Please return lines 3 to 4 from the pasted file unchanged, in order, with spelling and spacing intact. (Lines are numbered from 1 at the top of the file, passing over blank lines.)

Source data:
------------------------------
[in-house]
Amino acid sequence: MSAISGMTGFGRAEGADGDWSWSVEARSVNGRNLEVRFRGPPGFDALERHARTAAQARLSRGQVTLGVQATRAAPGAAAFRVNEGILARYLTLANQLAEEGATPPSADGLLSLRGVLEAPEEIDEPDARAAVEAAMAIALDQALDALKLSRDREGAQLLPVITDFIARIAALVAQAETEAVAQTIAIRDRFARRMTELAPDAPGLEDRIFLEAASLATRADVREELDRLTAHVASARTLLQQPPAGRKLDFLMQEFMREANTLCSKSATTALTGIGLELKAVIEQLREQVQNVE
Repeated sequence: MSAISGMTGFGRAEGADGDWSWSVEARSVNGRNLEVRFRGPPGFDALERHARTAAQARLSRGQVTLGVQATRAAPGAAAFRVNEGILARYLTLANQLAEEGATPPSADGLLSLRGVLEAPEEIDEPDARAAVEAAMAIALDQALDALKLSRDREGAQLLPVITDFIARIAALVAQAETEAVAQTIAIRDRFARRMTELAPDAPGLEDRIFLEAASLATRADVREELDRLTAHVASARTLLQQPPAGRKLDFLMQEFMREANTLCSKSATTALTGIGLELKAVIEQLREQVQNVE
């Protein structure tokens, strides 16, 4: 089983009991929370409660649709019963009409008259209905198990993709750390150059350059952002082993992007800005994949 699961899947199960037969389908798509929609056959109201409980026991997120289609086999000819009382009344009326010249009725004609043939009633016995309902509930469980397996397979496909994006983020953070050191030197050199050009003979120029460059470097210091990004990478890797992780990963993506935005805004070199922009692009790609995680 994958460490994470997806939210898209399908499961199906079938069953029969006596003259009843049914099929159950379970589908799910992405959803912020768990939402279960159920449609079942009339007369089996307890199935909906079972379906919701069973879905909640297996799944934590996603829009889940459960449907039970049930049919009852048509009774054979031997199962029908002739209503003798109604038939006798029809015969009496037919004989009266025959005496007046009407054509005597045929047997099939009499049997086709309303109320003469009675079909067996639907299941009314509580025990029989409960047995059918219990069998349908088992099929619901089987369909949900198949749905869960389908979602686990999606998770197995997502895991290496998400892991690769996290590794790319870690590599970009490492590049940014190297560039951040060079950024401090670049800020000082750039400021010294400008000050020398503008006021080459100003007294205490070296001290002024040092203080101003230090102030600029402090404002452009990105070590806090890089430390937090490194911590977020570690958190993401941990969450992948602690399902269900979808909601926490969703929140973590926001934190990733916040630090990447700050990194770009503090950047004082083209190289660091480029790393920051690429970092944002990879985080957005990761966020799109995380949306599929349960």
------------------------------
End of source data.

Repeated sequence: MSAISGMTGFGRAEGADGDWSWSVEARSVNGRNLEVRFRGPPGFDALERHARTAAQARLSRGQVTLGVQATRAAPGAAAFRVNEGILARYLTLANQLAEEGATPPSADGLLSLRGVLEAPEEIDEPDARAAVEAAMAIALDQALDALKLSRDREGAQLLPVITDFIARIAALVAQAETEAVAQTIAIRDRFARRMTELAPDAPGLEDRIFLEAASLATRADVREELDRLTAHVASARTLLQQPPAGRKLDFLMQEFMREANTLCSKSATTALTGIGLELKAVIEQLREQVQNVE
């Protein structure tokens, strides 16, 4: 089983009991929370409660649709019963009409008259209905198990993709750390150059350059952002082993992007800005994949 699961899947199960037969389908798509929609056959109201409980026991997120289609086999000819009382009344009326010249009725004609043939009633016995309902509930469980397996397979496909994006983020953070050191030197050199050009003979120029460059470097210091990004990478890797992780990963993506935005805004070199922009692009790609995680 994958460490994470997806939210898209399908499961199906079938069953029969006596003259009843049914099929159950379970589908799910992405959803912020768990939402279960159920449609079942009339007369089996307890199935909906079972379906919701069973879905909640297996799944934590996603829009889940459960449907039970049930049919009852048509009774054979031997199962029908002739209503003798109604038939006798029809015969009496037919004989009266025959005496007046009407054509005597045929047997099939009499049997086709309303109320003469009675079909067996639907299941009314509580025990029989409960047995059918219990069998349908088992099929619901089987369909949900198949749905869960389908979602686990999606998770197995997502895991290496998400892991690769996290590794790319870690590599970009490492590049940014190297560039951040060079950024401090670049800020000082750039400021010294400008000050020398503008006021080459100003007294205490070296001290002024040092203080101003230090102030600029402090404002452009990105070590806090890089430390937090490194911590977020570690958190993401941990969450992948602690399902269900979808909601926490969703929140973590926001934190990733916040630090990447700050990194770009503090950047004082083209190289660091480029790393920051690429970092944002990879985080957005990761966020799109995380949306599929349960």